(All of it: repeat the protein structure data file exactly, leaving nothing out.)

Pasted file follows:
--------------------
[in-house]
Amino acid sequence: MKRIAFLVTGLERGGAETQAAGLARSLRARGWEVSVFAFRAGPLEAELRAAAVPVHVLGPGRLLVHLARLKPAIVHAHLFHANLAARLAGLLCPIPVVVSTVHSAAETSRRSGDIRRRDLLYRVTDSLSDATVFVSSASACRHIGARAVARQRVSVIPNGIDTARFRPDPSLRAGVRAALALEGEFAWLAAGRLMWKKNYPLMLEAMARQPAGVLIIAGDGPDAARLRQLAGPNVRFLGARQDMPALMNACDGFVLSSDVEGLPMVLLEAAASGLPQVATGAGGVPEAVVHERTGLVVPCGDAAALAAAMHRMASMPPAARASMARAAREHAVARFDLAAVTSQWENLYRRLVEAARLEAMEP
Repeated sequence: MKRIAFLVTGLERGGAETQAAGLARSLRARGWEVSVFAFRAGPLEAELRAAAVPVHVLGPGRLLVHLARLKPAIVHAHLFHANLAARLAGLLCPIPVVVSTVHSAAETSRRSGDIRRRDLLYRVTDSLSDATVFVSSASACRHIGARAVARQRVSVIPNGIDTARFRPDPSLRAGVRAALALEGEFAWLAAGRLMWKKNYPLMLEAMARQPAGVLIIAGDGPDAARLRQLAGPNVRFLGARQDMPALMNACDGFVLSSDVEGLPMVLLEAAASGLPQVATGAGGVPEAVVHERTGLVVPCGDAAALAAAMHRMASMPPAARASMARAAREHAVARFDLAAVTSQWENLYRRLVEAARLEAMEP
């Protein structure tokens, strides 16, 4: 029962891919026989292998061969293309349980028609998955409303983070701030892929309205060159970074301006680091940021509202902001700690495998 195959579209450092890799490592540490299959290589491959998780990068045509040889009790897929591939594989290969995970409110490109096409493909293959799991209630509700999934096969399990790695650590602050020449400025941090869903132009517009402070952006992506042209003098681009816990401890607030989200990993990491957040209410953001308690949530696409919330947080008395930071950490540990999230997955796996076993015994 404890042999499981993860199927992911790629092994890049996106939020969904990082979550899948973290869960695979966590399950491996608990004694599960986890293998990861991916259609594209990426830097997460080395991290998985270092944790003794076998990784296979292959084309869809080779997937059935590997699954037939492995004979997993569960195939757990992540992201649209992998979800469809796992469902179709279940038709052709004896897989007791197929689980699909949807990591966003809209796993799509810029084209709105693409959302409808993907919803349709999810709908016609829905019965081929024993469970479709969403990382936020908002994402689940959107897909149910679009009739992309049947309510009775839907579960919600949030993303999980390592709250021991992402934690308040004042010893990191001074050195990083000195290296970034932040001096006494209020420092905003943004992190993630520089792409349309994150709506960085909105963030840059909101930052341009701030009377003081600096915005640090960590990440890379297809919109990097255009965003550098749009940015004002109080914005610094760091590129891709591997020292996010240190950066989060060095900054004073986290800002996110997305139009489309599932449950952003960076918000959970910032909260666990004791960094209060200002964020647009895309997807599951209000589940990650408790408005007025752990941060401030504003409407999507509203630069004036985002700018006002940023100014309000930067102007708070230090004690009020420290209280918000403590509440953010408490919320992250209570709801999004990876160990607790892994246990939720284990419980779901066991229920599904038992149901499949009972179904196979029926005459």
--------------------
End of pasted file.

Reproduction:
[in-house]
Amino acid sequence: MKRIAFLVTGLERGGAETQAAGLARSLRARGWEVSVFAFRAGPLEAELRAAAVPVHVLGPGRLLVHLARLKPAIVHAHLFHANLAARLAGLLCPIPVVVSTVHSAAETSRRSGDIRRRDLLYRVTDSLSDATVFVSSASACRHIGARAVARQRVSVIPNGIDTARFRPDPSLRAGVRAALALEGEFAWLAAGRLMWKKNYPLMLEAMARQPAGVLIIAGDGPDAARLRQLAGPNVRFLGARQDMPALMNACDGFVLSSDVEGLPMVLLEAAASGLPQVATGAGGVPEAVVHERTGLVVPCGDAAALAAAMHRMASMPPAARASMARAAREHAVARFDLAAVTSQWENLYRRLVEAARLEAMEP
Repeated sequence: MKRIAFLVTGLERGGAETQAAGLARSLRARGWEVSVFAFRAGPLEAELRAAAVPVHVLGPGRLLVHLARLKPAIVHAHLFHANLAARLAGLLCPIPVVVSTVHSAAETSRRSGDIRRRDLLYRVTDSLSDATVFVSSASACRHIGARAVARQRVSVIPNGIDTARFRPDPSLRAGVRAALALEGEFAWLAAGRLMWKKNYPLMLEAMARQPAGVLIIAGDGPDAARLRQLAGPNVRFLGARQDMPALMNACDGFVLSSDVEGLPMVLLEAAASGLPQVATGAGGVPEAVVHERTGLVVPCGDAAALAAAMHRMASMPPAARASMARAAREHAVARFDLAAVTSQWENLYRRLVEAARLEAMEP
């Protein structure tokens, strides 16, 4: 029962891919026989292998061969293309349980028609998955409303983070701030892929309205060159970074301006680091940021509202902001700690495998 195959579209450092890799490592540490299959290589491959998780990068045509040889009790897929591939594989290969995970409110490109096409493909293959799991209630509700999934096969399990790695650590602050020449400025941090869903132009517009402070952006992506042209003098681009816990401890607030989200990993990491957040209410953001308690949530696409919330947080008395930071950490540990999230997955796996076993015994 404890042999499981993860199927992911790629092994890049996106939020969904990082979550899948973290869960695979966590399950491996608990004694599960986890293998990861991916259609594209990426830097997460080395991290998985270092944790003794076998990784296979292959084309869809080779997937059935590997699954037939492995004979997993569960195939757990992540992201649209992998979800469809796992469902179709279940038709052709004896897989007791197929689980699909949807990591966003809209796993799509810029084209709105693409959302409808993907919803349709999810709908016609829905019965081929024993469970479709969403990382936020908002994402689940959107897909149910679009009739992309049947309510009775839907579960919600949030993303999980390592709250021991992402934690308040004042010893990191001074050195990083000195290296970034932040001096006494209020420092905003943004992190993630520089792409349309994150709506960085909105963030840059909101930052341009701030009377003081600096915005640090960590990440890379297809919109990097255009965003550098749009940015004002109080914005610094760091590129891709591997020292996010240190950066989060060095900054004073986290800002996110997305139009489309599932449950952003960076918000959970910032909260666990004791960094209060200002964020647009895309997807599951209000589940990650408790408005007025752990941060401030504003409407999507509203630069004036985002700018006002940023100014309000930067102007708070230090004690009020420290209280918000403590509440953010408490919320992250209570709801999004990876160990607790892994246990939720284990419980779901066991229920599904038992149901499949009972179904196979029926005459």